Futures and Forwards
Welcome back. Today, we’ll be discussing two financial instruments that are integral to capital markets but are grossly misunderstood from the general public: forwards and futures.
Don’t let these names intimidate you; they are quite simple in theory and can greatly enhance your understanding of financial news and future economic outlook. In today’s lesson, we’ll discuss the fundamental principle behind futures and forwards and what distinguishes them, as well as their basis as economic indicators.
Let’s begin with futures. A future is a financial instrument in which two parties agree to trade a certain good or product at a future date for a set price. Its main purpose is to hedge (i.e. reduce) risks associated with certain business. An example may help clarify this concept.
Suppose you are the risk management team at Airline XYZ. You are assessing oil and fuel prices over the next six months and are unsure of whether prices will go up or down. Since fuel is a large expense for your airline, you decide to hedge it, thus removing its risk. Assuming oil is currently trading at $50/barrel and you expect it to increase, you purchase a future for $55/barrel. If the price of oil goes up to $75/barrel, you are still buying it at $55. However, if the price of oil decreases to $45, you suffer.
This example demonstrates the main purpose of futures: hedging—minimizing the risk of a loss by locking in a price. Another common use of futures is for speculating—predicting future increases and decreases in the market and using financial tools to benefit from such anticipated changes.
Forwards vs. Futures
Forwards are based on the same concept as futures, except they are less standardized, meaning they are not traded on an exchange. The benefit of futures is that since they are higher in volume and more liquid, it is easy to find a counterparty to buy or sell the opposite side of your trade. However, they tend to be rather generic with the underlying assets they cover (e.g. oil).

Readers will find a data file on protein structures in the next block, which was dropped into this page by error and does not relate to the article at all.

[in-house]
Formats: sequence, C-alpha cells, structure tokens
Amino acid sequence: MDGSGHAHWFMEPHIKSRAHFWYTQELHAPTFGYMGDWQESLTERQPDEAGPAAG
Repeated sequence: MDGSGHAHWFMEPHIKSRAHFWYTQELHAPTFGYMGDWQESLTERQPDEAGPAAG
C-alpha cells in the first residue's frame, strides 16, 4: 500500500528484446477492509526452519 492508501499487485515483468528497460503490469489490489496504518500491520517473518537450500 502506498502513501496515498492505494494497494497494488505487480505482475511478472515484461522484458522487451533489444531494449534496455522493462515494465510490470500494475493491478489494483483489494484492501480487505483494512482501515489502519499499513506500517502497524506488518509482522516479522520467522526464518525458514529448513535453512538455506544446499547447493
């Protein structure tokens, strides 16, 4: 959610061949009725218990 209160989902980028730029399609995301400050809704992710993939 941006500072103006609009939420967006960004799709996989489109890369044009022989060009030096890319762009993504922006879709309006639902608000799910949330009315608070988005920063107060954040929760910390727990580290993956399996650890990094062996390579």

Forwards, however, are highly customizable and can be based on any imaginable asset, such as the weather, a sporting event, or the price of corn, and for any time period and price, provided you find an investor willing to take the opposite side of such a trade.
When listening to business news, you’ll frequently hear economists and financial experts discuss the price of futures on commodities. This is due to futures being utilized as economic indicators of future market fluctuations. When we expect oil prices or currencies to go up, this indicates a bullish outlook—expecting the economy to boom. Similarly, when futures prices are depressed, it indicates a bearish outlook and a decrease in economic output.
As we finish our introduction to futures and forwards, tomorrow, we’ll cover options: a financial instrument similar to futures and used to hedge against fluctuations.
For more information on futures and forwards, I highly recommend the Khan Academy videos.
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